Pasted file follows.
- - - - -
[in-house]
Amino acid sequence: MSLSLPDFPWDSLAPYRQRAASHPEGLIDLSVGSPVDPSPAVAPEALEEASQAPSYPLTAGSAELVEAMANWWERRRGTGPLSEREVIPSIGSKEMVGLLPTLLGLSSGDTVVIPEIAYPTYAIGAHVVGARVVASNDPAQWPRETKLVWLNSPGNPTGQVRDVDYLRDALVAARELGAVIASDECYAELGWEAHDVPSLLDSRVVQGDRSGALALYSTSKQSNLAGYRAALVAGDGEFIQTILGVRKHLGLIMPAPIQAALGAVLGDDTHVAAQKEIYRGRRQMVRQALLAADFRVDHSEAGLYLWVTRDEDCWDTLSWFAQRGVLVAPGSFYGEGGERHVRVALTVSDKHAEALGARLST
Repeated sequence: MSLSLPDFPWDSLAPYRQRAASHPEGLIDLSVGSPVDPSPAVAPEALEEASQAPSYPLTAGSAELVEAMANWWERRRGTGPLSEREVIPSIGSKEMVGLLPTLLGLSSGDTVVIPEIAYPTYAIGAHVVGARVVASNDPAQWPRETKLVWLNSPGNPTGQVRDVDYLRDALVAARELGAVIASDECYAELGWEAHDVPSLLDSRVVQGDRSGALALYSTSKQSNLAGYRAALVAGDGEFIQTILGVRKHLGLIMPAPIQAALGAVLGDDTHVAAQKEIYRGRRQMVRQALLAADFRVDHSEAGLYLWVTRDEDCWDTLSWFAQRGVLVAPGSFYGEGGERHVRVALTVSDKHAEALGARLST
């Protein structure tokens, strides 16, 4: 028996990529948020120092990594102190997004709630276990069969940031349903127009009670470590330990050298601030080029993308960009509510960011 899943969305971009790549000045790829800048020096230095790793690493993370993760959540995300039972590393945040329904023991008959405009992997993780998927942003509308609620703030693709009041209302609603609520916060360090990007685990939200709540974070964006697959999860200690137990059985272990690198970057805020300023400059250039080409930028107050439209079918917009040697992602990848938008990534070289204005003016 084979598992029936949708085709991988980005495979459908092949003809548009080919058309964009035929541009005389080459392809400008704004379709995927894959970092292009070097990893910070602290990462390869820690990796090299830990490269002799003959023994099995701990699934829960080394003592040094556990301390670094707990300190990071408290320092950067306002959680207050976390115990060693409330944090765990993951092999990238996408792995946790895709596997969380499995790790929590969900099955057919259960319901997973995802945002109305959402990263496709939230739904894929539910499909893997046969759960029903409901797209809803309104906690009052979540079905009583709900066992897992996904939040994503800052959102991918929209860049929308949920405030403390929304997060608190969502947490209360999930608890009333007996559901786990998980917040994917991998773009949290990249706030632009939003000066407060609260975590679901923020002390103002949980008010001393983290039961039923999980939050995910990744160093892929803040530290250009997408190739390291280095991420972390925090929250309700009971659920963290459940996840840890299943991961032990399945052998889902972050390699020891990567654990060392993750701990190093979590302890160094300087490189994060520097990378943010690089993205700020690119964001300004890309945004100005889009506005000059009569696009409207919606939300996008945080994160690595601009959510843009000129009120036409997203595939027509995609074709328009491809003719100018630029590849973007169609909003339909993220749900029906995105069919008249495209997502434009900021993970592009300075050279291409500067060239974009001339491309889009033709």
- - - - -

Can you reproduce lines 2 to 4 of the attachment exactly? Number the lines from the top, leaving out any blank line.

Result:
Amino acid sequence: MSLSLPDFPWDSLAPYRQRAASHPEGLIDLSVGSPVDPSPAVAPEALEEASQAPSYPLTAGSAELVEAMANWWERRRGTGPLSEREVIPSIGSKEMVGLLPTLLGLSSGDTVVIPEIAYPTYAIGAHVVGARVVASNDPAQWPRETKLVWLNSPGNPTGQVRDVDYLRDALVAARELGAVIASDECYAELGWEAHDVPSLLDSRVVQGDRSGALALYSTSKQSNLAGYRAALVAGDGEFIQTILGVRKHLGLIMPAPIQAALGAVLGDDTHVAAQKEIYRGRRQMVRQALLAADFRVDHSEAGLYLWVTRDEDCWDTLSWFAQRGVLVAPGSFYGEGGERHVRVALTVSDKHAEALGARLST
Repeated sequence: MSLSLPDFPWDSLAPYRQRAASHPEGLIDLSVGSPVDPSPAVAPEALEEASQAPSYPLTAGSAELVEAMANWWERRRGTGPLSEREVIPSIGSKEMVGLLPTLLGLSSGDTVVIPEIAYPTYAIGAHVVGARVVASNDPAQWPRETKLVWLNSPGNPTGQVRDVDYLRDALVAARELGAVIASDECYAELGWEAHDVPSLLDSRVVQGDRSGALALYSTSKQSNLAGYRAALVAGDGEFIQTILGVRKHLGLIMPAPIQAALGAVLGDDTHVAAQKEIYRGRRQMVRQALLAADFRVDHSEAGLYLWVTRDEDCWDTLSWFAQRGVLVAPGSFYGEGGERHVRVALTVSDKHAEALGARLST
């Protein structure tokens, strides 16, 4: 028996990529948020120092990594102190997004709630276990069969940031349903127009009670470590330990050298601030080029993308960009509510960011 899943969305971009790549000045790829800048020096230095790793690493993370993760959540995300039972590393945040329904023991008959405009992997993780998927942003509308609620703030693709009041209302609603609520916060360090990007685990939200709540974070964006697959999860200690137990059985272990690198970057805020300023400059250039080409930028107050439209079918917009040697992602990848938008990534070289204005003016 084979598992029936949708085709991988980005495979459908092949003809548009080919058309964009035929541009005389080459392809400008704004379709995927894959970092292009070097990893910070602290990462390869820690990796090299830990490269002799003959023994099995701990699934829960080394003592040094556990301390670094707990300190990071408290320092950067306002959680207050976390115990060693409330944090765990993951092999990238996408792995946790895709596997969380499995790790929590969900099955057919259960319901997973995802945002109305959402990263496709939230739904894929539910499909893997046969759960029903409901797209809803309104906690009052979540079905009583709900066992897992996904939040994503800052959102991918929209860049929308949920405030403390929304997060608190969502947490209360999930608890009333007996559901786990998980917040994917991998773009949290990249706030632009939003000066407060609260975590679901923020002390103002949980008010001393983290039961039923999980939050995910990744160093892929803040530290250009997408190739390291280095991420972390925090929250309700009971659920963290459940996840840890299943991961032990399945052998889902972050390699020891990567654990060392993750701990190093979590302890160094300087490189994060520097990378943010690089993205700020690119964001300004890309945004100005889009506005000059009569696009409207919606939300996008945080994160690595601009959510843009000129009120036409997203595939027509995609074709328009491809003719100018630029590849973007169609909003339909993220749900029906995105069919008249495209997502434009900021993970592009300075050279291409500067060239974009001339491309889009033709």